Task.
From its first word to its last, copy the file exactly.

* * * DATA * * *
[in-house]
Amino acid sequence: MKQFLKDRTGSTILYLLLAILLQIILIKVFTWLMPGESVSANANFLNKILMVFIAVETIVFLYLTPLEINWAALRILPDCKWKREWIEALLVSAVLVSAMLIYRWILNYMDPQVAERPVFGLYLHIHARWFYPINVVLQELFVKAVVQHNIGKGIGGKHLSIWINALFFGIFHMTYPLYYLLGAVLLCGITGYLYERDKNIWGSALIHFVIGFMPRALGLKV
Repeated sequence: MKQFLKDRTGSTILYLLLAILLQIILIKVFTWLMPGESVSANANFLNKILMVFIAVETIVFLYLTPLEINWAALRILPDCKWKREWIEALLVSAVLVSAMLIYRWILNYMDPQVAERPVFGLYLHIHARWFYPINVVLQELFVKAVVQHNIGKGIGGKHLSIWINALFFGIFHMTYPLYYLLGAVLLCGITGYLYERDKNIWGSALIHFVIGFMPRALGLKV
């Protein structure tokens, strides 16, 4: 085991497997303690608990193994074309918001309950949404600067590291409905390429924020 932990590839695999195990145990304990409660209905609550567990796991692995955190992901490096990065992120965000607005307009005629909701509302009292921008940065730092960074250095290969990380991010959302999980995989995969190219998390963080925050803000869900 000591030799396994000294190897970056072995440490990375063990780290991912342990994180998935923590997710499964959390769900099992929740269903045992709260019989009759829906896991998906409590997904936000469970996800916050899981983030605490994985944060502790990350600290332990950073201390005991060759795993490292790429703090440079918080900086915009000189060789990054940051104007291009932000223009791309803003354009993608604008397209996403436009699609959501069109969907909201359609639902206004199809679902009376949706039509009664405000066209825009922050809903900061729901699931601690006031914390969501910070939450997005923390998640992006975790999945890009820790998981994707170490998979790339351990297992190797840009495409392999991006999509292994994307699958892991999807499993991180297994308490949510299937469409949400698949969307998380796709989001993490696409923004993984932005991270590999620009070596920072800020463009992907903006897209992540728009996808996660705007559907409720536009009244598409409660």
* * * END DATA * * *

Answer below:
[in-house]
Amino acid sequence: MKQFLKDRTGSTILYLLLAILLQIILIKVFTWLMPGESVSANANFLNKILMVFIAVETIVFLYLTPLEINWAALRILPDCKWKREWIEALLVSAVLVSAMLIYRWILNYMDPQVAERPVFGLYLHIHARWFYPINVVLQELFVKAVVQHNIGKGIGGKHLSIWINALFFGIFHMTYPLYYLLGAVLLCGITGYLYERDKNIWGSALIHFVIGFMPRALGLKV
Repeated sequence: MKQFLKDRTGSTILYLLLAILLQIILIKVFTWLMPGESVSANANFLNKILMVFIAVETIVFLYLTPLEINWAALRILPDCKWKREWIEALLVSAVLVSAMLIYRWILNYMDPQVAERPVFGLYLHIHARWFYPINVVLQELFVKAVVQHNIGKGIGGKHLSIWINALFFGIFHMTYPLYYLLGAVLLCGITGYLYERDKNIWGSALIHFVIGFMPRALGLKV
């Protein structure tokens, strides 16, 4: 085991497997303690608990193994074309918001309950949404600067590291409905390429924020 932990590839695999195990145990304990409660209905609550567990796991692995955190992901490096990065992120965000607005307009005629909701509302009292921008940065730092960074250095290969990380991010959302999980995989995969190219998390963080925050803000869900 000591030799396994000294190897970056072995440490990375063990780290991912342990994180998935923590997710499964959390769900099992929740269903045992709260019989009759829906896991998906409590997904936000469970996800916050899981983030605490994985944060502790990350600290332990950073201390005991060759795993490292790429703090440079918080900086915009000189060789990054940051104007291009932000223009791309803003354009993608604008397209996403436009699609959501069109969907909201359609639902206004199809679902009376949706039509009664405000066209825009922050809903900061729901699931601690006031914390969501910070939450997005923390998640992006975790999945890009820790998981994707170490998979790339351990297992190797840009495409392999991006999509292994994307699958892991999807499993991180297994308490949510299937469409949400698949969307998380796709989001993490696409923004993984932005991270590999620009070596920072800020463009992907903006897209992540728009996808996660705007559907409720536009009244598409409660």